No matter what ails you – real or imagined – there’s a drug for that. These days, stopping at the pharmacy on the way home from the doctor’s office has practically become a given. While you might think that medicine has simply evolved so much that we can now fix more problems than ever before, the truth is that the vast majority of new drugs aren’t backed by any evidence of added benefits. Continue reading
Does the long term use of psychiatric drugs cause more harm than good?
Yes, says Professor Peter C. Gotzche. And, he contends, the harm done by psych drugs causes a shocking 500,000 deaths in adults aged 65 and older every year in the Western World. Continue reading
A BBC documentary examines what drives parents to put their kids on potent brain-altering drugs with potentially dangerous side effects
Many children today are drugged for “parental convenience,” as opposed to being treated for Continue reading
Twenty-six years have passed since Prozac, the antidepressant drug, was introduced to the US market and quickly achieved the label of a “wonder drug.” In the decade that followed, other antidepressant drugs including paroxetine (Paxil), sertraline (Zoloft), fluvoxamine (Luvox), and citalopram (Celexa) would be released, Continue reading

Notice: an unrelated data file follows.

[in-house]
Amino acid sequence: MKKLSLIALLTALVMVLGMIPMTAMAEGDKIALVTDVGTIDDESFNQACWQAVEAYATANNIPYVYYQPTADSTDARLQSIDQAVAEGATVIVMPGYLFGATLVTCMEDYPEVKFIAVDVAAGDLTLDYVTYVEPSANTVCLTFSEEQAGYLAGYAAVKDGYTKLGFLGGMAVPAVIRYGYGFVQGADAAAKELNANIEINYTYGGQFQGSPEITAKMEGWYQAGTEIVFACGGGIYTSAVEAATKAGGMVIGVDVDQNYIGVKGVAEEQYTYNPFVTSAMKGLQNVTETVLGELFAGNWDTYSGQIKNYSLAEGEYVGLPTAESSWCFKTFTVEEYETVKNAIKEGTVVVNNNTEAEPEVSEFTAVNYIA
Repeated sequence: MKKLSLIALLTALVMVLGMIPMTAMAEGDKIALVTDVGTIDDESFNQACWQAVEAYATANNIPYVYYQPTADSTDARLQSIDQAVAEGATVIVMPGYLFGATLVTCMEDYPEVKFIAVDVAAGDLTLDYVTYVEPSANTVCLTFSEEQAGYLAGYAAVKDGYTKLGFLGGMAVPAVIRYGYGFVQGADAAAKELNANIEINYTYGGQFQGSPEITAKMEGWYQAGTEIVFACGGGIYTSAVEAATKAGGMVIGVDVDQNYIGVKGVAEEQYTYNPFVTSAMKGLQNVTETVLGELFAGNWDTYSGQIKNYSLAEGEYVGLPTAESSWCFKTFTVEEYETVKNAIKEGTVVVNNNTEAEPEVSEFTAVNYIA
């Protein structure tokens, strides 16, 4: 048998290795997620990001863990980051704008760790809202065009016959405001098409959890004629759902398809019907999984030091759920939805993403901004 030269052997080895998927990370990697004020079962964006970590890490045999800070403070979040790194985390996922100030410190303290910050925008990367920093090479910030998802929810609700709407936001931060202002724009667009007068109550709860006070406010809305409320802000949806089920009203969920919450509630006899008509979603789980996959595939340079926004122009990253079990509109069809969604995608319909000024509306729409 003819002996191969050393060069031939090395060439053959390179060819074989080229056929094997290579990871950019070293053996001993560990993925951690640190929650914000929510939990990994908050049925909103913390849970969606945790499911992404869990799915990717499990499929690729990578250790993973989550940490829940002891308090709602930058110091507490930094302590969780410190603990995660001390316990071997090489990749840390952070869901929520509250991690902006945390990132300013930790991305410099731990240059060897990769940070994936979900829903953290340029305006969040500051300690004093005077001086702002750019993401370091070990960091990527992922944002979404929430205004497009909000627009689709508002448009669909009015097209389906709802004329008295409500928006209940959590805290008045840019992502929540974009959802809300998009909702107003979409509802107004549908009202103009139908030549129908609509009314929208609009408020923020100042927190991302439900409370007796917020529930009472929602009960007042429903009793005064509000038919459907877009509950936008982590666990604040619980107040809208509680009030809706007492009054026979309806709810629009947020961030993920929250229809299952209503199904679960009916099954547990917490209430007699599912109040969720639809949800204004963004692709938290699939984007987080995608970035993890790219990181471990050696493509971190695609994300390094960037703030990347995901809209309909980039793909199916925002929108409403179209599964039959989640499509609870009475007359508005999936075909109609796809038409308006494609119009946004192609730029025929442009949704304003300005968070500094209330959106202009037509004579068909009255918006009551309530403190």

We are living in an age of upside-downs, where right is wrong, fiction is truth and war is peace. Those who fight the wars are subjected to their own house of mirrors via pharmaceutical “treatments.” Instead of providing U.S. soldiers and veterans with actual health care, the government throws pills at them and calls it “therapy.” Continue reading
What Causes Psychological Distress?
Answering this question is the holy grail of psychiatry. Even before there were psychiatrists, such troubles were blamed on things like evil spirits, or an imbalance of “humors.”
The latter was treated by bloodletting, which is perhaps the longest running tradition in medicine, originating in the ancient civilizations of Egypt and Greece, persisting for some 2,500 years through the Industrial Revolution. It was the “aspirin” of the day, used for just about every conceivable condition from pneumonia to depression. Yet, there was never any evidence that it did any good, and many times the patients died. Of course, it was always assumed it was the disease that killed them, rather than the treatment. Continue reading